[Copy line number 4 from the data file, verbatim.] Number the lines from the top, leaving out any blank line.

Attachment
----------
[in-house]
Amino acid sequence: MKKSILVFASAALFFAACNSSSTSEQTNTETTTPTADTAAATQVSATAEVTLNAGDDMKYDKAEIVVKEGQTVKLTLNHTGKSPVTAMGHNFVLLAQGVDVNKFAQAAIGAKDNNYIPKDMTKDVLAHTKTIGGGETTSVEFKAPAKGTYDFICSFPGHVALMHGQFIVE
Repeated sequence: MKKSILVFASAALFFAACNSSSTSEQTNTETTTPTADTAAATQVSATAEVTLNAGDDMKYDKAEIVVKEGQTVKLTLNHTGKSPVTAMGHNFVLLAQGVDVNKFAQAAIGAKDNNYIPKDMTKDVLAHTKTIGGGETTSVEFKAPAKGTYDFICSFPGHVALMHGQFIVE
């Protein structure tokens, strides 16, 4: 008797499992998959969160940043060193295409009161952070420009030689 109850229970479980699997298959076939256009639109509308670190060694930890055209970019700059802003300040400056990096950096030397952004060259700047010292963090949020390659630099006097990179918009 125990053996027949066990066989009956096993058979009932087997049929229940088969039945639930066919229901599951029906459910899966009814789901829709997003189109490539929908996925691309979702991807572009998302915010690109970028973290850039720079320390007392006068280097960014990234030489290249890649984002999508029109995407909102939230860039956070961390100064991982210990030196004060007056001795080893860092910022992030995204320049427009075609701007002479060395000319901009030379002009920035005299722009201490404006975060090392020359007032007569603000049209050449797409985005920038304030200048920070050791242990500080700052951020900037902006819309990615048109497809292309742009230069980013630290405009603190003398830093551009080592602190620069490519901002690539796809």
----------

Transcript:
């Protein structure tokens, strides 16, 4: 008797499992998959969160940043060193295409009161952070420009030689 109850229970479980699997298959076939256009639109509308670190060694930890055209970019700059802003300040400056990096950096030397952004060259700047010292963090949020390659630099006097990179918009 125990053996027949066990066989009956096993058979009932087997049929229940088969039945639930066919229901599951029906459910899966009814789901829709997003189109490539929908996925691309979702991807572009998302915010690109970028973290850039720079320390007392006068280097960014990234030489290249890649984002999508029109995407909102939230860039956070961390100064991982210990030196004060007056001795080893860092910022992030995204320049427009075609701007002479060395000319901009030379002009920035005299722009201490404006975060090392020359007032007569603000049209050449797409985005920038304030200048920070050791242990500080700052951020900037902006819309990615048109497809292309742009230069980013630290405009603190003398830093551009080592602190620069490519901002690539796809």